Keeping your house clean can actually make the air dirtier, say researchers at the University of Colorado Boulder. In fact, cooking and cleaning can lead to indoor air quality levels similar to those found in a polluted major city. And it gets worse: These indoor pollutants, called volatile organic compounds, don’t stay inside. When they escape to the great outdoors, they contribute more to global air pollution than cars and trucks.
Called the HOMEChem field campaign, this study — published in the journal Science — used sensors and cameras to monitor the indoor air quality of a 1,200-square-foot model home on the University of Texas Austin campus for one month. The researchers conducted normal daily activities inside the house, including cooking a holiday dinner. The levels of pollutants were so high, the researchers needed to adjust many of their sensors almost immediately to account for them. They were surprised to learn that even such basic household tasks as boiling water or making toast increased air pollution levels and could (eek!) have negative health impacts.
It all sounds alarming, but there are basic (easy!) things you can do to help cut down on indoor air pollution. In addition to using HEPA (high efficiency particulate air) filters, try these strategies from the Cleveland Clinic:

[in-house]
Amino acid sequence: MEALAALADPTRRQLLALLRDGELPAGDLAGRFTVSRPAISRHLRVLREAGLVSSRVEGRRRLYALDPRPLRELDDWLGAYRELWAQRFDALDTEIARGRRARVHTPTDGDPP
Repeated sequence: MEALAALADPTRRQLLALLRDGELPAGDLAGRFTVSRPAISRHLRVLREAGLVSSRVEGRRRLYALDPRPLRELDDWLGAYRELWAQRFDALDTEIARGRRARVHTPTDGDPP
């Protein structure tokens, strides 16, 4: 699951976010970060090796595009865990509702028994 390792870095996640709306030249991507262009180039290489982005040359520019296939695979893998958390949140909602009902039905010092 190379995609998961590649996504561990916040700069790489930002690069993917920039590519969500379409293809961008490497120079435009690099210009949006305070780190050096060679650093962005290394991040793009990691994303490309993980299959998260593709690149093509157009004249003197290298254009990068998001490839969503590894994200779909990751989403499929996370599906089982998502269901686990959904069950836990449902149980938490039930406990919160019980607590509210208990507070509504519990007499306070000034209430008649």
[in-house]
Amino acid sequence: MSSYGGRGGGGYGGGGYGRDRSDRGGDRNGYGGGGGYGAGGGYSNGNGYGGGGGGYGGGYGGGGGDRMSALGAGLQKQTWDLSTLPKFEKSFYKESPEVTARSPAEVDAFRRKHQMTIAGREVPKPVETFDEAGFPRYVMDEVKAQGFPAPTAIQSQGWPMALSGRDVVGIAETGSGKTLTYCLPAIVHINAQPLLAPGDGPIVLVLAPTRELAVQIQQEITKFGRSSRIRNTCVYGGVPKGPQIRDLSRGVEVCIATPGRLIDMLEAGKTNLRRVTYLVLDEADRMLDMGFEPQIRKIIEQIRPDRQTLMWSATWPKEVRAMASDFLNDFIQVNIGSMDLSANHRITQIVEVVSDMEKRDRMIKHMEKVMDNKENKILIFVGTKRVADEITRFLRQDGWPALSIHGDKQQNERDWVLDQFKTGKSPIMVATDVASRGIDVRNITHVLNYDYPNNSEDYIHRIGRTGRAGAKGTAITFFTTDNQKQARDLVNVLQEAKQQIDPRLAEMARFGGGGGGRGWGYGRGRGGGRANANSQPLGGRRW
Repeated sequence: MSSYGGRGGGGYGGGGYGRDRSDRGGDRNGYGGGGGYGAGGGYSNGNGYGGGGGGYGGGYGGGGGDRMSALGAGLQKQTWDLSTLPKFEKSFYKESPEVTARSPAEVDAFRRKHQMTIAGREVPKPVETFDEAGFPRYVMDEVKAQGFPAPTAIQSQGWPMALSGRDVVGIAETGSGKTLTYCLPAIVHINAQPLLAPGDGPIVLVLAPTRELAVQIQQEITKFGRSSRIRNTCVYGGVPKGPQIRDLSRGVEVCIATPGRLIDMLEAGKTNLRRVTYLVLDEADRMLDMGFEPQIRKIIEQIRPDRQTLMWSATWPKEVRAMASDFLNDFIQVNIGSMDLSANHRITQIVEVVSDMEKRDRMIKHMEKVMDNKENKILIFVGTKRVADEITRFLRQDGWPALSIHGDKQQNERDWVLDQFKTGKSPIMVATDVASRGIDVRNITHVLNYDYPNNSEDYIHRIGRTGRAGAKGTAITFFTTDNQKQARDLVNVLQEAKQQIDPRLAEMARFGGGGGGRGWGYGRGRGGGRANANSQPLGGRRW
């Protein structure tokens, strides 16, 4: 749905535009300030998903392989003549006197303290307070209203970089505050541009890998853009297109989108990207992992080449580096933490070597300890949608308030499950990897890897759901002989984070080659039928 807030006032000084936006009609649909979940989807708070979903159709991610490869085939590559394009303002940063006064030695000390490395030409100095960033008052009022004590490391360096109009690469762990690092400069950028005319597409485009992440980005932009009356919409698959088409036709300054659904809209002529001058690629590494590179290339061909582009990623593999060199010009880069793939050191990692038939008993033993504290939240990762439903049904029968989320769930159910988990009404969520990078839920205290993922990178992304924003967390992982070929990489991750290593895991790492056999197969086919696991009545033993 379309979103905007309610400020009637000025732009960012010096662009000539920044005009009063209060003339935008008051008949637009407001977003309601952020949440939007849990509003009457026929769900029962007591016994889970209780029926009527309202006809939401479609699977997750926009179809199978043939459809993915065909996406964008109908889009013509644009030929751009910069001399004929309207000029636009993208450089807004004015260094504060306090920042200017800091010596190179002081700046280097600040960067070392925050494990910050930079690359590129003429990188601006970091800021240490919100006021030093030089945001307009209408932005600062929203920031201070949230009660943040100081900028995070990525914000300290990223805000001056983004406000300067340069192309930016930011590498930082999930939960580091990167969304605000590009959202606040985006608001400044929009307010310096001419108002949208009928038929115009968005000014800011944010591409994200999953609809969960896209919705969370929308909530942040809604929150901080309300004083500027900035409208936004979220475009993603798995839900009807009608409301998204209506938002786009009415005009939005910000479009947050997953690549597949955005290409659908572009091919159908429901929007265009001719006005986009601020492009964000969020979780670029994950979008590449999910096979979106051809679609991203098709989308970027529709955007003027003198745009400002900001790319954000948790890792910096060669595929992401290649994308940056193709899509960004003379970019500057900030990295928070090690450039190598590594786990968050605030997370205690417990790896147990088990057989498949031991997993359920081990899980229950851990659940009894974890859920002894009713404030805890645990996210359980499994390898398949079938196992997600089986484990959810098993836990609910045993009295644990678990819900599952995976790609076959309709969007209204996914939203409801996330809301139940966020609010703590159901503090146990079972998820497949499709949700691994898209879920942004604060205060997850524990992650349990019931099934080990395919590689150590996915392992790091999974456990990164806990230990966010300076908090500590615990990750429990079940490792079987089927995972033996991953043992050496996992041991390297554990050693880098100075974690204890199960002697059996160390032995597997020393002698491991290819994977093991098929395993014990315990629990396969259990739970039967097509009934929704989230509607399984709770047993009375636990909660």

- Don’t smoke in the house (or, for health reasons, at all!)
- Make sure appliances (stove, dryer, furnace, hot water heater, for example) are well-ventilated
- Minimize clutter and, if it’s an option, carpeting
- Crafty? Do your projects in areas where you can open windows
- Have your home tested for radon and ensure that exhaust fans in the kitchen and bathrooms work properly
- Use carbon monoxide detectors
- Fix water leaks and reduce mold with a dehumidifier or air conditioner
- Dust surfaces and vacuum frequently
- Wash bedding in hot water weekly
- Avoid burning scented candles (bummer, we know — at least try to cut down on their usage)